This review was first published by Booklist in August 2020.
In his latest, science teacher and proud skeptic Prothero takes on a raft of pseudo- and anti-scientific beliefs and handily debunks them: flat earth, hollow earth, young earth, geocentrism, moon landing conspiracies, faked fossils, flood myths, Atlantis, dowsing, and more. He briefly describes these schools of thought, where they come from, and summarizes the scientific evidence which shows that these beliefs are incorrect. But he wants to do more than just debunk. He believes scientists need to explain why and how they come to the conclusions they do. He ends most of the chapters with a section called “How We Know,” listing all the evidence supporting the relevant scientific conclusions. Also valuable is his introduction, in which he neatly summarizes how science works, how it evaluates evidence, the requirements for peer review and burden-of-proof, and how that process offers trustworthy understanding. Finally, he explores the reasons why some people reject science. Popular trust in science is eroding alongside decreases in scientific literacy; Prothero wants scientists to show their work to help earn that trust back.
This review was first published by Booklist on July 31, 2020.
Star Settlers is a cultural history of the human quest to conquer space. People have dreamed of travelling through the heavens for centuries, and the scientific advancements of the twentieth century have brought the possibility close to reality. Nadis seeks to understand the reasons why people want to expand out into space: as evolutionary imperative, as necessary for the survival of our species, and as spiritual quest. He traces the development of these ideas, from their earliest expressions in the seventeenth century to the present, and profiles many of the individuals and organizations who have pursued them. Some focus on colonizing Mars or the Moon, some want to build space stations, and some see humans filling entire star systems. Terraforming, ecosystem design, robots, AI, and transhumanism all have potential roles to play. The dream of space has been nurtured in science fiction, philosophy, spiritualism, and among the engineers and scientists of the Space Age. Ultimately, it’s not just a question of how we do it; it’s a question of whether we should.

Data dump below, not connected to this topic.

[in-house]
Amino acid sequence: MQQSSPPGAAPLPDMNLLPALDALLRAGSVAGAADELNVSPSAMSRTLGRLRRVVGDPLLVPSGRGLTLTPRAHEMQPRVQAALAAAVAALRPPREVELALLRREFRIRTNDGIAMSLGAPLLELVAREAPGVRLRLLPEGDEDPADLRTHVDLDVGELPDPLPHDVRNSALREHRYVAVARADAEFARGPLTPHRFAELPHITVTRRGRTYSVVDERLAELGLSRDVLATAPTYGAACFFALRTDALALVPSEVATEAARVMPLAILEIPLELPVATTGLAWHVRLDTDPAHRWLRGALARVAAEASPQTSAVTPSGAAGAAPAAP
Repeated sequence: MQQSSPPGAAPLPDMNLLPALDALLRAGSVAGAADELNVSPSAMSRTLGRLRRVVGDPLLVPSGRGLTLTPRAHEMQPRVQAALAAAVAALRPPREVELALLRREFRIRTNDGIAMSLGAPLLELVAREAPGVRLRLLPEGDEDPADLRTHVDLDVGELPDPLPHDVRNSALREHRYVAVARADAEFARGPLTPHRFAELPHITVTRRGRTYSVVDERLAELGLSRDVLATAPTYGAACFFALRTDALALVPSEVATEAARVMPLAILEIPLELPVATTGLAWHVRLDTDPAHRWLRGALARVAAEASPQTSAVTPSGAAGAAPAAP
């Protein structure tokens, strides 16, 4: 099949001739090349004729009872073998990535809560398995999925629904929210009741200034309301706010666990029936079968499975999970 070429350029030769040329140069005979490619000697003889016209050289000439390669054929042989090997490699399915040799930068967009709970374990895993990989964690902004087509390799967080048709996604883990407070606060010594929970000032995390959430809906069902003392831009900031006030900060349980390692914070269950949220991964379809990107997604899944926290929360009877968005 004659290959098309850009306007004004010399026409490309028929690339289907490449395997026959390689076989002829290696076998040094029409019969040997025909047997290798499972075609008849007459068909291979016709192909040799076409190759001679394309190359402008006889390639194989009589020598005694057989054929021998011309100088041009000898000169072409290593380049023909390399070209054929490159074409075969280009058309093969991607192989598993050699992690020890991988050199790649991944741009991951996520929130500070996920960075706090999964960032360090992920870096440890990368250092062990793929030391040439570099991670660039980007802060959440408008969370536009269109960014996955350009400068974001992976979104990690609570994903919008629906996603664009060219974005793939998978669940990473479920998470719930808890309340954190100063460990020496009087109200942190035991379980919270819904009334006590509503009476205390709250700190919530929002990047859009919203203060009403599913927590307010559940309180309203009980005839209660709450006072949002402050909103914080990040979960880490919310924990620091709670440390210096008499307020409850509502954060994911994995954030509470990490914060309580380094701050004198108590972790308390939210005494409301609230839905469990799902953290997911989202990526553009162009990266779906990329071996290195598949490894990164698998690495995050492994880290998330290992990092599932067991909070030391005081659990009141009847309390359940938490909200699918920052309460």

But I also know you can’t fix structural inequity and intolerance by addressing individuals. If your strategy to overcome prejudice is to change the minds of prejudiced people, then you’re going to fail.
These convictions contradict each other. But I’m certain both are correct and necessary.
In his speech for the Book Award Celebration at the 2020 ALA Virtual Conference, Jerry Craft said:
“We can’t change the way the world sees us if we don’t first change the way we see ourselves.”
This perfectly encapsulates my division over this issue.
Black lives are not a problem to be solved or an academic text that can be studied. To recognize Black lives as ones to celebrate, empathize with and care about, here’s your antiracism work: read more fiction by and about Black people.
It brings to mind a story that has become core to who I am and how I see the world:
This review was first published by Booklist on June 19, 2020.